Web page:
This memory profiler instruments all method entries and exists using javassist. At each exit, it reports the relative memory usage, the total memory usage, and the exit point of the current method. Call it like this:

    ./fiji --main-class fiji.MemoryProfiler fiji.Main

    Since the memory profiling slows down execution dramatically due to the synchronous output to stderr, you may want to limit the classes to be instrumented by setting the environment variable MEMORY_PROFILE_ONLY to a space-delimited list of classes.

    If you want to instrument any class handled by imagej-legacy , you need to use the slightly more complicated command line:

    ./fiji -Dpatch.ij1=false --cp jars/javassist.jar --cp jars/fiji-compat.jar \
        --cp jars/ij.jar --main-class fiji.MemoryProfiler -- ij.ImageJ

    Using JVisualVM

    JDK6 and newer come with a quite useful tool called jvisualvm. It is in the bin/ directory of the Java Development Kit (it does not come with the JRE, also known as Java Runtime Environment).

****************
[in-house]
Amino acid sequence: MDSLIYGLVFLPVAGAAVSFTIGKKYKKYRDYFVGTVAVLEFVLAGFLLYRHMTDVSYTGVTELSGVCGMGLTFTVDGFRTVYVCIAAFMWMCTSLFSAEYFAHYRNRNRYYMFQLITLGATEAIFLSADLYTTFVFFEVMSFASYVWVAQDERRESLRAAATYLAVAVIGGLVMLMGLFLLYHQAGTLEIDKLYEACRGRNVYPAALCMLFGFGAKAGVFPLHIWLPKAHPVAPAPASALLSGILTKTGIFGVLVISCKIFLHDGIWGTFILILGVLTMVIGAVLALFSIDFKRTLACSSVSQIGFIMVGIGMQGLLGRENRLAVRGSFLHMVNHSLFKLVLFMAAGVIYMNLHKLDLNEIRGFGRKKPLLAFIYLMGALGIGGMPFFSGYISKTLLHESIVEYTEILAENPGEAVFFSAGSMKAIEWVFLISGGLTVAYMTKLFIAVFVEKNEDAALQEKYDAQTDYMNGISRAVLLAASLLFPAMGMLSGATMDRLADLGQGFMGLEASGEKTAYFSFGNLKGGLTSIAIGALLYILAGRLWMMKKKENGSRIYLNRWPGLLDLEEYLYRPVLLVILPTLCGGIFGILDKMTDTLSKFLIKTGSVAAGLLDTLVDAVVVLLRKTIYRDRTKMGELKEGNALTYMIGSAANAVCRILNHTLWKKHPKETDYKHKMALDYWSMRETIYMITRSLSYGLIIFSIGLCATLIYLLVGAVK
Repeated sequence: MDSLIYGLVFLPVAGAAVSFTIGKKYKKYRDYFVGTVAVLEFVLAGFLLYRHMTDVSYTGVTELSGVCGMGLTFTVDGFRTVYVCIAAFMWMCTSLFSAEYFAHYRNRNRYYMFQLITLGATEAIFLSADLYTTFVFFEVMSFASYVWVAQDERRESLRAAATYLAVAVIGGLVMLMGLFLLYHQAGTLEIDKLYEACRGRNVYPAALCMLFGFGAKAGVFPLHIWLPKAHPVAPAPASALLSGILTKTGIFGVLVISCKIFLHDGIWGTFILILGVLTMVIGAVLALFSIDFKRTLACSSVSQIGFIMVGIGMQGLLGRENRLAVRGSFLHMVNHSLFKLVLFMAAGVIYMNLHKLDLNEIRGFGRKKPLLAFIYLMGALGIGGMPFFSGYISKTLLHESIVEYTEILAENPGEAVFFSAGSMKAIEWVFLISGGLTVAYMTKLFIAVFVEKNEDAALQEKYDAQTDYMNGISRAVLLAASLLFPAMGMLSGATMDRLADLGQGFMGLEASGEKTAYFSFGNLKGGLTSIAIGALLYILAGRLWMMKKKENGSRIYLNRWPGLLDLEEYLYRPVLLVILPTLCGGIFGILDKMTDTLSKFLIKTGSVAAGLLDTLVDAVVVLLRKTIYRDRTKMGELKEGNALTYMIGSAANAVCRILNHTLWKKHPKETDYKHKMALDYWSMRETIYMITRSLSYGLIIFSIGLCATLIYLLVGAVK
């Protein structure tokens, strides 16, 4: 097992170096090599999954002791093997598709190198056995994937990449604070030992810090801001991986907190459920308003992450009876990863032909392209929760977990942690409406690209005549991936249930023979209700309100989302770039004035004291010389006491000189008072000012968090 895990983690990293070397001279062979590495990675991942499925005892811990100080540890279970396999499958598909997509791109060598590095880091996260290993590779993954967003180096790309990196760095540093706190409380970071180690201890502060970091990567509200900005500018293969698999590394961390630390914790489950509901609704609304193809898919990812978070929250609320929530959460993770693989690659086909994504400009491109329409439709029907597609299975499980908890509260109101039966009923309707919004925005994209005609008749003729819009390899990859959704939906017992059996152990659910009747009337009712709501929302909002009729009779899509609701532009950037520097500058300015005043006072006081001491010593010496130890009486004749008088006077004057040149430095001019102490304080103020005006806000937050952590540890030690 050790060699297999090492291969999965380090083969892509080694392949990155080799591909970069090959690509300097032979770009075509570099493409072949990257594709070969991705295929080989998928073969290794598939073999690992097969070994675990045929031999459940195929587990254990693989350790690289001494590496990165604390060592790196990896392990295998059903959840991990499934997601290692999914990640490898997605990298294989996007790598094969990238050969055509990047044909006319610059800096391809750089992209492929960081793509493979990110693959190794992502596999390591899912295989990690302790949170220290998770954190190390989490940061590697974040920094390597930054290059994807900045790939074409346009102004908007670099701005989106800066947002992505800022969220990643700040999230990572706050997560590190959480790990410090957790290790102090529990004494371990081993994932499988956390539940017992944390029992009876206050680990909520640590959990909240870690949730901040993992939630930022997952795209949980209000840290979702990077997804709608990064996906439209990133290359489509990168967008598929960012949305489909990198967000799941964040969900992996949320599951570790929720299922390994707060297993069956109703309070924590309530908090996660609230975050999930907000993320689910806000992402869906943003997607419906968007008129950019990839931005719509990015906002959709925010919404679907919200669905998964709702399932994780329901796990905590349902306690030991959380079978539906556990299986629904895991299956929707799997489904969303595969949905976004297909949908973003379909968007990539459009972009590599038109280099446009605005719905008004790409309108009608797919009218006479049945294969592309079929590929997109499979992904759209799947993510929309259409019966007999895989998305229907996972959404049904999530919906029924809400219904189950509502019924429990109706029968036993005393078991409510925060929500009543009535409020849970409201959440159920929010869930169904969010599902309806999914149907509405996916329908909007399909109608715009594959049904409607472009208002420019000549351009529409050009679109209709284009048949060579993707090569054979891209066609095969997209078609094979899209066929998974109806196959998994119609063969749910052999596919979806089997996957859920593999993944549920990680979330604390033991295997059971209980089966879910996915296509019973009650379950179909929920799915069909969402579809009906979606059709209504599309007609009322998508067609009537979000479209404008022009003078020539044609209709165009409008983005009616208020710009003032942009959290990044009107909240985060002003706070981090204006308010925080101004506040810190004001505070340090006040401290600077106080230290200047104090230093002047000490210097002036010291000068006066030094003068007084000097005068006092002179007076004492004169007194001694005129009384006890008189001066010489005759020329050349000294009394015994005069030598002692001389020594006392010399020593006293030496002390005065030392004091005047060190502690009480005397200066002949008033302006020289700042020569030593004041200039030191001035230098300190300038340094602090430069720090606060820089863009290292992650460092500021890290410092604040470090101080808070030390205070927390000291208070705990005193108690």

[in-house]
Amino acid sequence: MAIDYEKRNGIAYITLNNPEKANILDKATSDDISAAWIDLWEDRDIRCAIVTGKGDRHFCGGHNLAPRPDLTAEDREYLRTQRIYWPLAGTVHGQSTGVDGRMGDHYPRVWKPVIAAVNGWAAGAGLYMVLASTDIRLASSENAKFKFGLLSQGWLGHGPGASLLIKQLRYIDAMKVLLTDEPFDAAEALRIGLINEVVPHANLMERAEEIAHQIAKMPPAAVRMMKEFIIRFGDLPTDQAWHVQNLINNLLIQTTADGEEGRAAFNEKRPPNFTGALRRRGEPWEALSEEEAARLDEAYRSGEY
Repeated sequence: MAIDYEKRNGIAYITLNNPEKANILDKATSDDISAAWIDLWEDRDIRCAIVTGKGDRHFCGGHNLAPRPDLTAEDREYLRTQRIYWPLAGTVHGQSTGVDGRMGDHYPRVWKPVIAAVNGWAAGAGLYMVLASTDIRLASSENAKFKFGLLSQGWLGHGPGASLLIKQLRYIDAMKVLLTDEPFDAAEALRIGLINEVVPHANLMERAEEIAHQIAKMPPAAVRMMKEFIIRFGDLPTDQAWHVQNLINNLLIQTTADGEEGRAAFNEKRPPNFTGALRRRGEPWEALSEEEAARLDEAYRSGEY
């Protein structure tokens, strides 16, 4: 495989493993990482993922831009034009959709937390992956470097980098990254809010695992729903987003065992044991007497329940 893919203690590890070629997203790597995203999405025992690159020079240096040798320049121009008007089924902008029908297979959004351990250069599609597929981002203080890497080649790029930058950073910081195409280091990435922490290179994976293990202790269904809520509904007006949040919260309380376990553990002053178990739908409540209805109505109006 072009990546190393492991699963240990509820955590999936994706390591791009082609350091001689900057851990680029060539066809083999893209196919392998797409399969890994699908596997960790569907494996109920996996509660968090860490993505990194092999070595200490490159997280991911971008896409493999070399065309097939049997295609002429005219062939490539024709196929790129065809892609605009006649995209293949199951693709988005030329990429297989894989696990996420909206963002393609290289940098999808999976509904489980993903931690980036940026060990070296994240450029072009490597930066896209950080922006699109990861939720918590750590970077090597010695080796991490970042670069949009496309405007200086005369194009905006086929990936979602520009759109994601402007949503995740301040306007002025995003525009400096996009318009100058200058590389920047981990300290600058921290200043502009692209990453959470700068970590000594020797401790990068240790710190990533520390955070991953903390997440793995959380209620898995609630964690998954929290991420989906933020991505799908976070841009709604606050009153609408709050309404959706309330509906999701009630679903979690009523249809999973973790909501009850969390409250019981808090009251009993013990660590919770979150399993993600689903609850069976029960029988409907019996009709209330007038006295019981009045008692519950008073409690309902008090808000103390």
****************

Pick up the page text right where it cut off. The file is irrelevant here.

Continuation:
JVisualVM lets you attach to any local Java process and inspect the state. The most useful parts for memory profiling are the Memory section in the Monitor tab, showing the overall heap usage (where you can also make a Heap Dump which produces a double-clickable list of objects and their references), and the Memory button on the Sampler tab, which opens kind of a live version of the Heap Dump.

    When looking at a Heap Dump, make sure you click on the Classes button in the top row. This shows the list of classes that currently have referenced instances in the Java Virtual Machine. Double-clicking on the class name will open a detailed list of instances of that class, and when clicking on one item in that list, the upper right panel will show that instance’s fields while the lower right panel will show the objects holding references to that particular instance.

    Note: at no time will JVisualVM stop the virtual machine it is attached to, so if the issues you experience are time-sensitive, you definitely want to put stop-gaps into the code to be able to look at things closely.